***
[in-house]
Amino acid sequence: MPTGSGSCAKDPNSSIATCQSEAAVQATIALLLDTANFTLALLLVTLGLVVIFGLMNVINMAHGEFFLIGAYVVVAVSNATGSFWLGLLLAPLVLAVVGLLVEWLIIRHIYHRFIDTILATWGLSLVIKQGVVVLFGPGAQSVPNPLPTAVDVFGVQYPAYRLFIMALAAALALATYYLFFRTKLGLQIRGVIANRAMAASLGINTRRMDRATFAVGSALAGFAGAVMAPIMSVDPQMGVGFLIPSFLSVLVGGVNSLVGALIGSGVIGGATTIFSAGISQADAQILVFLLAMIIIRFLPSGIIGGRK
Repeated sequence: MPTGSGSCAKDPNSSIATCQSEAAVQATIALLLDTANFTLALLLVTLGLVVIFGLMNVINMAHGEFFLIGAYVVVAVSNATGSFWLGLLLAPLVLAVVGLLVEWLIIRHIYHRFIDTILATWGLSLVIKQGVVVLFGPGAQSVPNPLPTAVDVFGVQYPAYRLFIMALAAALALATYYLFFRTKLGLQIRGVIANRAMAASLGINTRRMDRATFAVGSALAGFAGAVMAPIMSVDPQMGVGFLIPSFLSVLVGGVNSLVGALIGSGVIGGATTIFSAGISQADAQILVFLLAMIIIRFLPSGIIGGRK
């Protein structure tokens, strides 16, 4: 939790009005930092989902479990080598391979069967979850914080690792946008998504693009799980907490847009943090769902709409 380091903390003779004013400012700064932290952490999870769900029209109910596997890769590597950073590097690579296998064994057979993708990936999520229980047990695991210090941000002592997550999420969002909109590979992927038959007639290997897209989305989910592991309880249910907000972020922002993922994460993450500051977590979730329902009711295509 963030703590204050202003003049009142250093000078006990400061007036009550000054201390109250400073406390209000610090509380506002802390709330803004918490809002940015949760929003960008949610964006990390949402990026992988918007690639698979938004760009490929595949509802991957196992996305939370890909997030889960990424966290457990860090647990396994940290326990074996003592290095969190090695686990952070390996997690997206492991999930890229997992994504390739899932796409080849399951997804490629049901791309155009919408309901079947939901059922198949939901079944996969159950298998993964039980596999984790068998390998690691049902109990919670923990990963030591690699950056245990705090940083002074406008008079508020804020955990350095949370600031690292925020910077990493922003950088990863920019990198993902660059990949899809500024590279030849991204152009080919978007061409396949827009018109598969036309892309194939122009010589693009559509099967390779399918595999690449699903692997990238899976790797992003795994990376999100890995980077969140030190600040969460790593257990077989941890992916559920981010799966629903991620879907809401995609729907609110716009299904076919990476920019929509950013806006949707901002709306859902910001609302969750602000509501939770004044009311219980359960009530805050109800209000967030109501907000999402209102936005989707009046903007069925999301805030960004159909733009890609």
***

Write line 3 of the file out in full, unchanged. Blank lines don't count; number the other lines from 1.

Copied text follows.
Repeated sequence: MPTGSGSCAKDPNSSIATCQSEAAVQATIALLLDTANFTLALLLVTLGLVVIFGLMNVINMAHGEFFLIGAYVVVAVSNATGSFWLGLLLAPLVLAVVGLLVEWLIIRHIYHRFIDTILATWGLSLVIKQGVVVLFGPGAQSVPNPLPTAVDVFGVQYPAYRLFIMALAAALALATYYLFFRTKLGLQIRGVIANRAMAASLGINTRRMDRATFAVGSALAGFAGAVMAPIMSVDPQMGVGFLIPSFLSVLVGGVNSLVGALIGSGVIGGATTIFSAGISQADAQILVFLLAMIIIRFLPSGIIGGRK